I was born a Hindu in a mountainous village called Uttersoo in the meadows of Kashmir Valley (India), near the holy shrine of Uma Devi the consort of Shiva.
Life in the village revolved around tending the farms, and celebrating various festivals that tracked our yearly calendar. We enjoyed the festivals of Herath (Shiva ratri), Sonth (Spring), Nowreh ( New year), Zarama Satam ( Janama Ashtami, birthday of Krishna), Rama Navam ( Birthday of Rama), Shrawana Punim ( Day of pilgrimage to Amarnath cave; a day also celebrated as Raksha bandan) , Gada batha (offerings of food to house god), Kawa punim (offerings of food to crows and other birds), Khechi mawas (offerings of food to Yacha), and others specially for our patron Uma Devi. For me, growing up in a Hindu household, the festivals, the associated rituals and the festivities were a continual reminder and an affirmation of the mystical complexity of life itself. I took them for granted as an essential ingredient of my upbringing.
However, as I got to an age of reason, I found myself in a fortunate circumstance of being in the Hindu faith that allowed me freedom to question, reason, choose and decide. This of course brought up, on the one hand the frightening but challenging conundrum of taking responsibility, and on the other relief that God was not waiting to punish on the Day of Judgment, which for Hindus does not exist. This did not make me rush and seek out a personal messiah outside of Hinduism.
My redemption came in the realization, that as an inheritor of the great Vedic knowledge, the implications of logical reasoning and debate are unquestionably the most unique and the greatest gift we have to cherish. This allowed me to ascertain for myself the general absence of incongruities between the modern scientific approach and ancient Vedic knowledge. Here I only make of the Vedic cosmology, and the profound intricacies of evolution of life. These two examples not only make one proud, but also appreciate the fairly objective nature of that process of knowledge acquisition in the ancient times.
Going beyond the complicated rituals, the Hindu faith allows one to realize the common bond permeating not only the various life forms but also between the animate and inanimate forms on this earth and beyond. There you have the Hindu realization of Universality of Brahman. Thus I consider you to be lucky to grow up in a home that takes pride in Vedic heritage.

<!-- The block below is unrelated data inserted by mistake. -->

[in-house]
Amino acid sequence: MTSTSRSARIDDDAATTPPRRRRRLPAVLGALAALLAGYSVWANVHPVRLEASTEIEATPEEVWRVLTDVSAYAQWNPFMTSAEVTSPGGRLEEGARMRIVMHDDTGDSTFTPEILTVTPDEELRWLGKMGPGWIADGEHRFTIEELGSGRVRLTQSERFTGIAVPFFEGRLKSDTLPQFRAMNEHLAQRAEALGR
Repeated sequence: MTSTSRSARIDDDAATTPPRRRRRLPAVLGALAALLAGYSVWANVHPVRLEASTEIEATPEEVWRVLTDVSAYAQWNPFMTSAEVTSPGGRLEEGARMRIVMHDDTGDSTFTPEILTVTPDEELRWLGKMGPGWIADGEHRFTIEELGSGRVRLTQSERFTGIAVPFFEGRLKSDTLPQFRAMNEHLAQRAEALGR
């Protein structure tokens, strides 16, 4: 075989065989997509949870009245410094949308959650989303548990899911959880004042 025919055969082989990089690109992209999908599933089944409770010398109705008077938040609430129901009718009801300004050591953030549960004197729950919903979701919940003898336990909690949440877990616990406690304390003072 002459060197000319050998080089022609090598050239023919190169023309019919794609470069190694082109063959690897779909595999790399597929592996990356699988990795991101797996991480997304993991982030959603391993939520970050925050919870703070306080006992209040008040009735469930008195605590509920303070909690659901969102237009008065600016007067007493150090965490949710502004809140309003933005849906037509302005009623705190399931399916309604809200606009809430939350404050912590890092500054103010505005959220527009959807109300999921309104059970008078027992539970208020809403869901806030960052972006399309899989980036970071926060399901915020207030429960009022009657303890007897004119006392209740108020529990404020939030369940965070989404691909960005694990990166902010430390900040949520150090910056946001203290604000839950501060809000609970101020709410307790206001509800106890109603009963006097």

Clearly, a practicing Kashmiri Hindu is not an automaton but ideally a prayerful individual filled with kindness, compassion and love, helping those in need, and with self control and fidelity in marriage, and one who could of ones own choosing ascend ones destiny. And this all in the absence of the scheming devil, a promise and enchantment of heaven, eternal punishment and damnation of hell, and without the original sinners Adam and Eve.
The basic tenet of Hinduism that allows this to come about can be summarized in the acronym DWEL: the four letter word of: Duty, Wealth, Enjoyment, and Liberation. Thus as long as we DWEL we can live anywhere we choose. Although several conversations are needed to fully explain the meaning of the acronym, here I will try to introduce the basics.
D for Duty-Dharma essentially signifies the Standard-the Ideal ordained for us-against which all our actions are to be measured. This D does not just stand for duty in the ordinary sense but all that we should strive for to achieve and uphold such as the Golden Rule. Thus D is the ideal of pure goodness, unadulterated justice and universal peace. How close to that ideal we get and how much of it we are able to uphold and achieve depends upon how and what kinds of actions-our Karma-we perform. And thus Karma is the vehicle that either brings us closer to or strays us afar from D. Since Hindu life is measured against the D, Karma reigns supreme for our advancement in this world and beyond. Thus this D permeates whatever we do anywhere.
W for wealth, and E for Enjoyment. In this world capitalist or communist- it is no mystery that one needs some wealth to live and enjoy life. However, what is significant here is that a Hindu is enjoined to go out and accumulate and enjoy the benefits of wealth. The enjoyment includes the pleasures of sex, and procreation. The allowance for sexual enjoyment for a Hindu is particularly significant and stands a testament to the ancient understanding of sociological impact it has in contrast to Edwardian/Victorian/Puritan frigid notions about it. However, I must quickly add that while amassing wealth and enjoying various aspects of life, one is involved in activity-karma. There is an utmost need to act responsibly and with D-Dharma.
L for liberation-Moksha. This belief embodies several principles. One is the cycle of births and deaths as effect of reincarnation; second is the carryover of previous karmic balance, and the third is the ejective centrifugal force generated by good karma to jettison the reincarnation process. The culmination of this ejection is mingling in with the Universal Brahman. An intellectual parsing and at length discussion-scientific or otherwise-of the belief in liberation and the component concepts is beyond the purview of this introduction. Suffice to say that all worldly action-karma-determines the nature of entire existence held to the Ideal of D-Dharma. Therefore whatever we do in this life has the overarching effect on this L.
The intricacies and implications that underlie each of the letters of the acronym DWEL will be elaborated later on.